How To Trim An Artichoke
Mat Noor

Trimming an artichoke is not difficult once you understand the process. Artichokes require just a bit of work after harvest to become edible.

1.Use a serrated knife to trim off the top third of the artichoke bud.

2.Remove the outer 2 layers of leaves from around the stem.

3.Use kitchen shears to trim the sharp tips off each remaining outer leaf.

4.If you want the artichoke to sit flat, cut off the stem. Otherwise, simply peel it with a paring knife.

5.Place the trimmed artichoke in a bowl of lemon water to keep it fresh until ready to steam.

Types of Artichoke Plants

The many different varieties of artichokes mean you can choose the perfect variety for your garden. Some of the most popular types of artichoke include:

·Green Globe Artichoke – considered the original improved artichoke. It’s capable of budding in the first year, produces as an annual in climates as cool as Zone 3 and is still able to handle warm summers as a perennial. It reaches harvest early – at only 75 days.

·Big Heart Artichoke – a painless variety with no thorns. This relatively new variety is able to handle warm weather and can be grown as an annual from seed. This artichoke’s name pays homage to its ability to reach up to 5 ½ inches.

·Violetta Artichoke – a heavy producer of side buds. This heirloom variety from Italy has an attractive purple bud known for its tenderness. As a smaller plant, the Violetta artichoke requires only a 3-foot spacing between plants.

·Jerusalem Artichoke – also known as a sunchoke. In fact, the Jerusalem artichoke is actually not an artichoke at all, despite its name. It’s a species of sunflower, native to North America. Much different than an actual artichoke, these plants grow from about 5 feet to over 9 feet, with sunny yellow sunflower-esque blooms. The edible tuber portion resembles ginger root and is typically between 3 – 4 inches long.

Artichoke Growing FAQs

Common Pests and Diseases for Artichokes

While overwhelmingly hardy plants, gardeners should be on the alert for a few of the following common pests and diseases for artichokes.

·Artichoke plume moth is actually a small larva which damages the artichoke bud throughout the entire growing season. A regular insecticide program can help control an infestation.

·Slugs and snails often eat the leaves, stems and outer surface of artichoke buds. There are many organic and chemical methods for control.

·Curley dwarf disease kills artichoke plants. Symptoms include curling leaves, stunted growth, misshapen buds and reduced production. Plants should be removed from the garden.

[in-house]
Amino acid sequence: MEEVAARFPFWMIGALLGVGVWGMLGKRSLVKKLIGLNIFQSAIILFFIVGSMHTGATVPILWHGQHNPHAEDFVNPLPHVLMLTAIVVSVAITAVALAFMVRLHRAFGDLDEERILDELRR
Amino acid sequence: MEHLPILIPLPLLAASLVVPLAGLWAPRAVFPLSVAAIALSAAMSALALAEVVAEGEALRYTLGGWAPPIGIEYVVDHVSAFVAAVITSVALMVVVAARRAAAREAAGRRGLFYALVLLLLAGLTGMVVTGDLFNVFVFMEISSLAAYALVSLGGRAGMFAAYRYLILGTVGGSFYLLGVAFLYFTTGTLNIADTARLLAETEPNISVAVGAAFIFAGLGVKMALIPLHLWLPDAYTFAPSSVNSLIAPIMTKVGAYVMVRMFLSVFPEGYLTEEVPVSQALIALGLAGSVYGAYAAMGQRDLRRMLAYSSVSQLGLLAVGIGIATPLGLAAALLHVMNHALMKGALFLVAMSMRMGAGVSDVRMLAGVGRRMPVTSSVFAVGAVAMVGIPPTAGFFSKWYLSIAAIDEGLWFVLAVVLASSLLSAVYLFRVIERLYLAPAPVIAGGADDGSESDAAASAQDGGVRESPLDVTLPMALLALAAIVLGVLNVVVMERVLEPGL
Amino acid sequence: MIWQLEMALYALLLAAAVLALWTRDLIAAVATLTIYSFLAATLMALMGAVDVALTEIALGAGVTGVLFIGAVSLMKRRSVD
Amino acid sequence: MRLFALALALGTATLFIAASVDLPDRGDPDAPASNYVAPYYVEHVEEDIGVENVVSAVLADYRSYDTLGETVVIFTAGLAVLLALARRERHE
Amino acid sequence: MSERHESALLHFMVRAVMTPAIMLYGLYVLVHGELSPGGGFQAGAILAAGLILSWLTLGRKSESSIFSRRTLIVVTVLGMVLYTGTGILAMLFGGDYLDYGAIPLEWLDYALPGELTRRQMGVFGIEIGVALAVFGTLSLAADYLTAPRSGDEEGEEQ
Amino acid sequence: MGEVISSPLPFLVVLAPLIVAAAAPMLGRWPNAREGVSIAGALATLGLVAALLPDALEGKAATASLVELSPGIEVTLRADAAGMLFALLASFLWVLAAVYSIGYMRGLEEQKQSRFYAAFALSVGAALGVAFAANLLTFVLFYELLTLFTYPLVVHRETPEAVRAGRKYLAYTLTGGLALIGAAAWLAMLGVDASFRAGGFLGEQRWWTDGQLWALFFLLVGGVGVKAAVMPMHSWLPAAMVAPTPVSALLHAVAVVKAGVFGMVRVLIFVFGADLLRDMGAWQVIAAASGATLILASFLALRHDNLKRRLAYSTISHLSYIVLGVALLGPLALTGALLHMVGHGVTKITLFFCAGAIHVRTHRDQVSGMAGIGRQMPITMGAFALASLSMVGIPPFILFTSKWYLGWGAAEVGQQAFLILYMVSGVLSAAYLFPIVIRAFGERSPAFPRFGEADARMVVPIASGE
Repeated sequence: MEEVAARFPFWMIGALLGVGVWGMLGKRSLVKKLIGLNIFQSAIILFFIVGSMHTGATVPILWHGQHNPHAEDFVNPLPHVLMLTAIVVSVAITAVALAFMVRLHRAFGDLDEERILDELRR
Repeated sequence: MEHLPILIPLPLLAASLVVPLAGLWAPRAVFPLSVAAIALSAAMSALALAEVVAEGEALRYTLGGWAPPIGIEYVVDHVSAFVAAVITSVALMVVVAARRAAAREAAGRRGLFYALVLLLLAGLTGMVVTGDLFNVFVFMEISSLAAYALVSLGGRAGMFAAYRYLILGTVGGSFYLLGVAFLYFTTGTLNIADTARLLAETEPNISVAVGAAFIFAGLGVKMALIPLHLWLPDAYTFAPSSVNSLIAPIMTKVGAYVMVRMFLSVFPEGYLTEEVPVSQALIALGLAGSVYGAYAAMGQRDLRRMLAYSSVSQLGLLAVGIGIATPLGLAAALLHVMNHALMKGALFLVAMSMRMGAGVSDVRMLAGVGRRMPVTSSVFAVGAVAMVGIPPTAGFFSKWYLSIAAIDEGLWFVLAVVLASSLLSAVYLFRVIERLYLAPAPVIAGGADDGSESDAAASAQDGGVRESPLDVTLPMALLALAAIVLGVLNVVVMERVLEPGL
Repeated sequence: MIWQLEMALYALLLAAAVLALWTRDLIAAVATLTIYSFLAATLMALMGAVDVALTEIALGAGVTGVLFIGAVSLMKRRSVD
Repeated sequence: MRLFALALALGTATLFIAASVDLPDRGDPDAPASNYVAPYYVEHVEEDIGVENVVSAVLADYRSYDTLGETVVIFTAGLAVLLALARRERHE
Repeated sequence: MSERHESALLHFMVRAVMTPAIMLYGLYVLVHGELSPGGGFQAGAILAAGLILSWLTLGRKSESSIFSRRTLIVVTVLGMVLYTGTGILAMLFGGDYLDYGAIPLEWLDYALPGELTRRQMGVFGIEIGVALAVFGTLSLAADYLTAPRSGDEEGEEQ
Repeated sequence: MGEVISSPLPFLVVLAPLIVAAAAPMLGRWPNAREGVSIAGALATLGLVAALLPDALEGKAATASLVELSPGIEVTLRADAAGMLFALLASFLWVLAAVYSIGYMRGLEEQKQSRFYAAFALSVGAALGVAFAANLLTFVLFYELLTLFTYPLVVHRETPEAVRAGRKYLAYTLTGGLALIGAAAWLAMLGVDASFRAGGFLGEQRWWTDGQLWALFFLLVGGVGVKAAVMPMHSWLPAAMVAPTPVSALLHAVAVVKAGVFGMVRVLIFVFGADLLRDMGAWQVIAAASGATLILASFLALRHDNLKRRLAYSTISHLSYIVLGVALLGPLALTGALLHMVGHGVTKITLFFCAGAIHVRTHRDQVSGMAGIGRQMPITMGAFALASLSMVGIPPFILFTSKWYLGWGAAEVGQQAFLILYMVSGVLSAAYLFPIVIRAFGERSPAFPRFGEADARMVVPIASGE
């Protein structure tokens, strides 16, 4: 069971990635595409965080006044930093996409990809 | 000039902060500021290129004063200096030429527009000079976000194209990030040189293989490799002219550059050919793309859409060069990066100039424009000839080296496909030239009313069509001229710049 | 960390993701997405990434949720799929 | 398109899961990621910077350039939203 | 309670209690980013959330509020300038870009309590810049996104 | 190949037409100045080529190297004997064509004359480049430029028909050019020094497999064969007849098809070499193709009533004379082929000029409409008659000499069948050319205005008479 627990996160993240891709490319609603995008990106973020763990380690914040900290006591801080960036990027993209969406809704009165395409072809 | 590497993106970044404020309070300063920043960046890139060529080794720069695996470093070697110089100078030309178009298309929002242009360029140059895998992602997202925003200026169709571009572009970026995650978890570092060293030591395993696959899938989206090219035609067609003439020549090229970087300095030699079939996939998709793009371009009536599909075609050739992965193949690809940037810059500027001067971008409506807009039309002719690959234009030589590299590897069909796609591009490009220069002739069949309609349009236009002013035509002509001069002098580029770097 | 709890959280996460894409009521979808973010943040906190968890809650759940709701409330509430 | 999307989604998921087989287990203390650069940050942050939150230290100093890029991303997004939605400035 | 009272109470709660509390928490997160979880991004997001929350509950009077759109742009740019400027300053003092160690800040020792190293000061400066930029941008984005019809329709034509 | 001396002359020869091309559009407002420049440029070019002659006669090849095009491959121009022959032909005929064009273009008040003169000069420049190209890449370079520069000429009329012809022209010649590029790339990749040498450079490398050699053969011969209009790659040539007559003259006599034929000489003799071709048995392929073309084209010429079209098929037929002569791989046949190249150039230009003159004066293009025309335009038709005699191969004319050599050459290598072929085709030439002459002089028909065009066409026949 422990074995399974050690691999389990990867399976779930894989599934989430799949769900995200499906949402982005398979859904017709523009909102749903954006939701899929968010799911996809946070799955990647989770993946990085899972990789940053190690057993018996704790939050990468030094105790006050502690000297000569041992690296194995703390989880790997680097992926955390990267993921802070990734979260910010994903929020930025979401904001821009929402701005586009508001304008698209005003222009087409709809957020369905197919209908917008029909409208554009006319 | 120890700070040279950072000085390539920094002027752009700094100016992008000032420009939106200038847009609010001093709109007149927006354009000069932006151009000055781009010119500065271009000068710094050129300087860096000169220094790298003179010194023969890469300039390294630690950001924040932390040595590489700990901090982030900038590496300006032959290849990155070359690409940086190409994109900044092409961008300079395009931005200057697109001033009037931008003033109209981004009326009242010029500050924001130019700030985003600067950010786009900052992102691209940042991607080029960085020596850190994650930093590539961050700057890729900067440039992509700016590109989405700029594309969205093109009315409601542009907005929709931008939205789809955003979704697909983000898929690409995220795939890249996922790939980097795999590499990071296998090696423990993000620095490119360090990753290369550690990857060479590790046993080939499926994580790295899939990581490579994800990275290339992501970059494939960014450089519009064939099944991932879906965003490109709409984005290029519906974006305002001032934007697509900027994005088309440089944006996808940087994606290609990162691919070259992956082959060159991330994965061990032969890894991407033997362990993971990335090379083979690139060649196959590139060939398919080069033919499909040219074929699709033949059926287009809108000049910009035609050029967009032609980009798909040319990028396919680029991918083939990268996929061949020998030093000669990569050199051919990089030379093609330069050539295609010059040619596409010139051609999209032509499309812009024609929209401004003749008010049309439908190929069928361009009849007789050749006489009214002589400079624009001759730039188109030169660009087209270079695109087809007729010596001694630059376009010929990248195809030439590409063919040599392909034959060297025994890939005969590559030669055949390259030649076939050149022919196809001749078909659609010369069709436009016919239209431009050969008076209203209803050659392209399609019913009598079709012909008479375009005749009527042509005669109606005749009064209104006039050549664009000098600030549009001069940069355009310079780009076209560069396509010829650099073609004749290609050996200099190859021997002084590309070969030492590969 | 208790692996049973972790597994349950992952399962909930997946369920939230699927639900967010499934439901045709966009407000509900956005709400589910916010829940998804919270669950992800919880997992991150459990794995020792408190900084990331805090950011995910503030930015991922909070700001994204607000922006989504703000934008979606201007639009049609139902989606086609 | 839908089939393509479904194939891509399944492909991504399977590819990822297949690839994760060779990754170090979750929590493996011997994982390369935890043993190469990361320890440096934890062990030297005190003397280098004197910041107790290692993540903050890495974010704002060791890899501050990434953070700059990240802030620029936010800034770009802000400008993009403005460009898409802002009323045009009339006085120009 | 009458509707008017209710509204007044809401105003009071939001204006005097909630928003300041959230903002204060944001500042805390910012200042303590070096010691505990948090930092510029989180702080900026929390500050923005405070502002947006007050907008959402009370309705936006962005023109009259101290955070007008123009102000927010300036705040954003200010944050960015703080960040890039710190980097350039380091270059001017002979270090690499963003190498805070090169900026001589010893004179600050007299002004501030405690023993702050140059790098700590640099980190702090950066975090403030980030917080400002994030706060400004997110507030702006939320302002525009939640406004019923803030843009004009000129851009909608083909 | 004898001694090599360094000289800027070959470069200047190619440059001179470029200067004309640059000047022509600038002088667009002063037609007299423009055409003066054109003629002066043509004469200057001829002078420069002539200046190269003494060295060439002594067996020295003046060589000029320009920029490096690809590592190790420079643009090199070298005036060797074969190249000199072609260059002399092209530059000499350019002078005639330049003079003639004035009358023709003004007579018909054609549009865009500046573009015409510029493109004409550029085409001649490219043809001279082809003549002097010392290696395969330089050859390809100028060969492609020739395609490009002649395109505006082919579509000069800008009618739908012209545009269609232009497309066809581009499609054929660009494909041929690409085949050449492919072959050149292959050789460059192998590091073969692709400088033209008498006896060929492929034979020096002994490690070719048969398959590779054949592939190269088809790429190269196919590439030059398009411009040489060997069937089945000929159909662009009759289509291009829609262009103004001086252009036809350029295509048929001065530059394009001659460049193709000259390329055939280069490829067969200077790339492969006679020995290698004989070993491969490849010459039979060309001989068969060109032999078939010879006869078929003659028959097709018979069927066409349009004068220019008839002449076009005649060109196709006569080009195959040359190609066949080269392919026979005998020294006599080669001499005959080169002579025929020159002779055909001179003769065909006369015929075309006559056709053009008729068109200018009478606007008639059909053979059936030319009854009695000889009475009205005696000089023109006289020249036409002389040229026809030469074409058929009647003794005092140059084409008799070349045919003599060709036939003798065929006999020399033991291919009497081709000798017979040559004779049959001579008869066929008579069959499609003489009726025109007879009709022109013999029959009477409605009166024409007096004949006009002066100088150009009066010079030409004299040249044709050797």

·Botrytis blight is a fungus that develops on artichoke plants damaged by disease, weather or pests. It often appears as a grey-brown coating on the leaves during a warm and wet summer. There is no remedy. Infected plants should be removed and destroyed.

·Young earwigs leave holes in leaves. Most of the damage is simply cosmetic, but a heavy infestation can damage young shoots. Earwig traps help cut down on the population. Hot pepper repellents can be sprayed as a deterrent.

When is Artichoke Growing Season?

The artichoke season depends on your climate and variety. In the extremely warm coastal areas of Zones 9-11, artichokes grow throughout the winter and begin bud growth in May. Harvest continues into mid-June. In the mid-range zones of the country, artichokes live through winter under the soil and begin new growth once the ground begins to warm in the spring. Annual artichokes can be transplanted into the garden after the last frost.

What Growing Zone is Ideal for Artichokes?

Artichokes thrive in areas with mild winters, cool summers and plenty of moisture. As a perennial, artichokes perform well in hardiness Zones 7-11. Colder zone gardeners can grow artichokes as an annual vegetable or over-winter their perennial varieties in a sheltered area.

Can You Transplant Artichokes?

Transplanting artichokes is the ideal method of planting. Artichoke seeds are usually only 80% true to their parent plant. Transplants from indoor starts or dividing ensures you grow exactly what you want.

The Difference Between Artichoke Bushes and Trees

While mature artichoke plants do have a somewhat bushy appearance, there actually is no such thing as an artichoke bush or an artichoke tree. The artichoke is a member of the thistle family and grows large stalks with edible buds that are widely used in culinary dishes around the world.

How Long Does It Take to Grow Artichokes?

Perennial varieties of artichokes usually begin budding in their second year of growth. In ideal growing conditions – such as the coastal areas of California – artichoke plants produce buds throughout the entire year. For the rest of the country, buds begin to appear in early summer. The center bud matures the fastest, followed by the side buds for the rest of the growing season. Most artichoke plants reach harvest in 85 to 100 days.

How to Tell if an Artichoke is Ripe

Size is the primary way to tell if an artichoke is ripe. The central choke bud should be harvested when it is between 3 to 5 inches in diameter. If you wait too long, the artichoke becomes tough. The secondary side buds are best harvested when between 1 to 3 inches in size. If you wait too long to harvest, the bud will open into the artichoke flower – a surprisingly fragrant and beautiful flower.